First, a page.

The UK Launches Income-Based Speeding Fines Policy, Billionaires Need Not Worry

Speeding in the United Kingdom was a bad idea with all of the country’s cameras anyway, but it has become an entirely different affair with new legislation for the common citizen. Billionaires and millionaires are not affected, though.
A BMW E90 3 Series gets photographed while speeding 1 photo
Photo: U.S. Air Force photo/ Staff Sgt. Jerry Fleshman
Starting April 24, 2017, any driver caught speeding in the UK will get a fine that is proportional to his or her income. The smallest penalties start at about 25% of what that person makes in a week, but the most expensive ones go as high as 175% of one’s weekly income. The worst offenders also get a driving disqualification for up to 56 days.

The system described above works with three categories, split into “Bands.” They have A, B, and C. The latter is for the worst offenders, who drive 51 mph (82 km/h) or above in a 30 mph (48 km/h) zone, or 101 mph (162 km/h) and above in an area limited to 70 mph (112 km/h).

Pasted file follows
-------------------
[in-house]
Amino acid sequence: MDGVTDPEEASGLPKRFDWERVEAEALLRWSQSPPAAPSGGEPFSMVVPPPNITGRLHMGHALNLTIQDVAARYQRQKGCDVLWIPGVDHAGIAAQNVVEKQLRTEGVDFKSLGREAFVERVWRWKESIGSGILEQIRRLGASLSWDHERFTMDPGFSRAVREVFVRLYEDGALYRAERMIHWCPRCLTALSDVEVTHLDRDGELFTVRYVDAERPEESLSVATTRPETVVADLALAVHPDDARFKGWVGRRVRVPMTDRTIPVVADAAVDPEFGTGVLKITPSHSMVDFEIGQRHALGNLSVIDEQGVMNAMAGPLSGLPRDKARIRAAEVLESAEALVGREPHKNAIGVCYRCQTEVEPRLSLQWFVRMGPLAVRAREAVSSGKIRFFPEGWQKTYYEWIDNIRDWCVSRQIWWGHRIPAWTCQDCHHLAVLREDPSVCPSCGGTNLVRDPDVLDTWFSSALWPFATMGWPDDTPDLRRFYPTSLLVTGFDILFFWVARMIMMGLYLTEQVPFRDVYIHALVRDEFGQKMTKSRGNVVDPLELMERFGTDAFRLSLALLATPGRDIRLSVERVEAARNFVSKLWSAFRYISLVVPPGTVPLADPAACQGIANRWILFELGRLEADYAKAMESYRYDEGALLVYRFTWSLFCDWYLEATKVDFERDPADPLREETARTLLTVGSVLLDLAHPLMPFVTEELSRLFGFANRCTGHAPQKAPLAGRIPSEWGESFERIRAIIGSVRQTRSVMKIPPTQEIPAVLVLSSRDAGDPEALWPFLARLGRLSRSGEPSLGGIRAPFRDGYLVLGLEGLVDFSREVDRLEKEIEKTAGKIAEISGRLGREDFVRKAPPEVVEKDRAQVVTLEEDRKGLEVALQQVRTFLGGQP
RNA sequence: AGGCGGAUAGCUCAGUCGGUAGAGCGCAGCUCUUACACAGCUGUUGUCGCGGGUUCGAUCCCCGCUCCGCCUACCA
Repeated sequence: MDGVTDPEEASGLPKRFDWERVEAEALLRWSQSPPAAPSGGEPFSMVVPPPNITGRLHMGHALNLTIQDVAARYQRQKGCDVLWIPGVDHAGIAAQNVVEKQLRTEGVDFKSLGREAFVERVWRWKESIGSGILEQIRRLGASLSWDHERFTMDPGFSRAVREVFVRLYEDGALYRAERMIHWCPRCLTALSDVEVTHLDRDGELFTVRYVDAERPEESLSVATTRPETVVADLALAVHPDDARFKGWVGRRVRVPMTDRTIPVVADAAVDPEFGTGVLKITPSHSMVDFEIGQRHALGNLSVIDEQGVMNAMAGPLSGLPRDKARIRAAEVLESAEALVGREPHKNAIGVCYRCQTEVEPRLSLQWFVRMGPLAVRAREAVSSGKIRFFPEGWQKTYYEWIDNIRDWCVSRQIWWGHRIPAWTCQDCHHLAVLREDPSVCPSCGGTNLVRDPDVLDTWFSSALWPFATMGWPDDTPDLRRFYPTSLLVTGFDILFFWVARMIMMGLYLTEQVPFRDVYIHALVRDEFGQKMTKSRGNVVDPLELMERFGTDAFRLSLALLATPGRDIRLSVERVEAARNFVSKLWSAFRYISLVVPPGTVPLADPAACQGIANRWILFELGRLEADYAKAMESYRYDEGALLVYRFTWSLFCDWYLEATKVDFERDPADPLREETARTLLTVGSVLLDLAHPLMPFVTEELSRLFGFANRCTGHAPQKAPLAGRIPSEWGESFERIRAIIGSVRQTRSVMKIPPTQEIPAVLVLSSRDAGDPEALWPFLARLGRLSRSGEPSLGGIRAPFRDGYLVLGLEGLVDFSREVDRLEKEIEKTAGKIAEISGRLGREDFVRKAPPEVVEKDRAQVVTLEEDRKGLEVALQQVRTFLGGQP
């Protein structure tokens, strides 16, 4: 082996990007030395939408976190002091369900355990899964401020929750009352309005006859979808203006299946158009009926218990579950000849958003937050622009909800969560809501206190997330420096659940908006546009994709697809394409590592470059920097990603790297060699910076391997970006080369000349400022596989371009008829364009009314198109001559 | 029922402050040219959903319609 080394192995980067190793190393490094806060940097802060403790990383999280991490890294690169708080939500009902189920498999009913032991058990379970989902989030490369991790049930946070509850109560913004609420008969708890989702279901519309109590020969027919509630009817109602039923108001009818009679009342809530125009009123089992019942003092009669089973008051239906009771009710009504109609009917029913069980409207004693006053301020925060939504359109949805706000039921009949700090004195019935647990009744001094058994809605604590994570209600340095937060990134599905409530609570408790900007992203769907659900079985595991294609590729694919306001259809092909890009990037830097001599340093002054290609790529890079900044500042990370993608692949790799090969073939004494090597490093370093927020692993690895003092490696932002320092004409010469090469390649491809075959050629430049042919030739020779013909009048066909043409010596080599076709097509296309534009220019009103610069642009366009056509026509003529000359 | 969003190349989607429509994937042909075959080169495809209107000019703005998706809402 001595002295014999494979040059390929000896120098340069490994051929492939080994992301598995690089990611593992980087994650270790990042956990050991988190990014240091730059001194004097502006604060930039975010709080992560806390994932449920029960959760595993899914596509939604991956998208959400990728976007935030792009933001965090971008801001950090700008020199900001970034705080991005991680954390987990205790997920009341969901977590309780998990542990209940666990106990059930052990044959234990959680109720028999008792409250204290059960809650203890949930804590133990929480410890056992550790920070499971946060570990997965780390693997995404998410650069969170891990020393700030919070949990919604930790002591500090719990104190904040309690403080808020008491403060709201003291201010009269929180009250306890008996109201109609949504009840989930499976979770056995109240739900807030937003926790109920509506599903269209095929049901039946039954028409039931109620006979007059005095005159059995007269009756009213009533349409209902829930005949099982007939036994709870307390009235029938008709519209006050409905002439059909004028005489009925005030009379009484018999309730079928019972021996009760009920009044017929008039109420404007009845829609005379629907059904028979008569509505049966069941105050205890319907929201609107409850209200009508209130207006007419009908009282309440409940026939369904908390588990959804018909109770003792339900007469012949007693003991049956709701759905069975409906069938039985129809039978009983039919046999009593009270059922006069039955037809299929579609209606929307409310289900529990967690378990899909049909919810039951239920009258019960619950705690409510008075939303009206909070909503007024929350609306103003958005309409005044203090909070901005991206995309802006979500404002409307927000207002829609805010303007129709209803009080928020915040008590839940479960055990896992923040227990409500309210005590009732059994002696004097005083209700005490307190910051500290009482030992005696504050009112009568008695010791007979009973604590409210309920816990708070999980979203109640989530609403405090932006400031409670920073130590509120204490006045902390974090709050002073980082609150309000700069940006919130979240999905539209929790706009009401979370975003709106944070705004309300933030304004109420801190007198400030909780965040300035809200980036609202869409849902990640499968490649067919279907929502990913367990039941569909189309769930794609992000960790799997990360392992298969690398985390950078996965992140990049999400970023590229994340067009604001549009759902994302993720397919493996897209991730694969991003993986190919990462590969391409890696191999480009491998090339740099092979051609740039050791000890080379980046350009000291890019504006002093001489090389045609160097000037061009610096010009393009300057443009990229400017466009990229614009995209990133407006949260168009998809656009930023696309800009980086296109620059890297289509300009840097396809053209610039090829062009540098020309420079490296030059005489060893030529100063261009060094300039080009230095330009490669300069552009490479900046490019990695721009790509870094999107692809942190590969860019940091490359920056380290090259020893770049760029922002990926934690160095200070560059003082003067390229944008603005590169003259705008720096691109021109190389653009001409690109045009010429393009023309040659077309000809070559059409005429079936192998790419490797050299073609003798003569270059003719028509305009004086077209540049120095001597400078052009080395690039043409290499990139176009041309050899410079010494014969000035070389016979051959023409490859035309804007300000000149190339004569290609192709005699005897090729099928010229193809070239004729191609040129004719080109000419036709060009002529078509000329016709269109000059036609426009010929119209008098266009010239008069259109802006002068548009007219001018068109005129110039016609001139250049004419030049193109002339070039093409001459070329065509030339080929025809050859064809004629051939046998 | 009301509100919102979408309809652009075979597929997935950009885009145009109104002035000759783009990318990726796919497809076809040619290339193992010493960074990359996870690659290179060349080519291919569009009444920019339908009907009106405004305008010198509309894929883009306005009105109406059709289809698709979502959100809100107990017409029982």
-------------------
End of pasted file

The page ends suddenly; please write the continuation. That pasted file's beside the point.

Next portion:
As Autocar explains, Band B means moderate speeding, while Band A is for those who drive 1 to 10 mph (1,6-16 km/h) or 1 to 20 mph (1,6-32 km/h) on top of the posted limit.

Band A has fines that range between 25% and 75% of what a driver makes in a week, while the B category of penalties goes from 75% to 125% of a speed offender’s weekly income. Band C can go up to 175% of what a driver earns in a week, and it is accompanied by a driving ban that starts at seven days.

If people drive even faster than the mentioned restrictions, a longer driving disqualification will be given. Those penalties will happen in a manner according to the offense.

However, fines are capped at GBP 2,500 ($3,200) on motorways and GPB 1,000 ($1,278) elsewhere. As a result, truly wealthy individuals will not fear the financial part, but the driving ban.

Being unemployed will not "help" any offender, because the minimum wage will probably be used as a base for the penalty.

Police officers would have to take into account if other road users were around when the speeding offense happened, what was the state of the environment (if it is near a school, for example) in the area, the offender’s driving standard, and other factors.

A true first-time offender may only face the minimum penalty, but that involves a proper conduct on behalf of that person.
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About the author: Sebastian Toma
Sebastian Toma profile photo

Sebastian's love for cars began at a young age. Little did he know that a career would emerge from this passion (and that it would not, sadly, involve being a professional racecar driver). In over fourteen years, he got behind the wheel of several hundred vehicles and in the offices of the most important car publications in his homeland.
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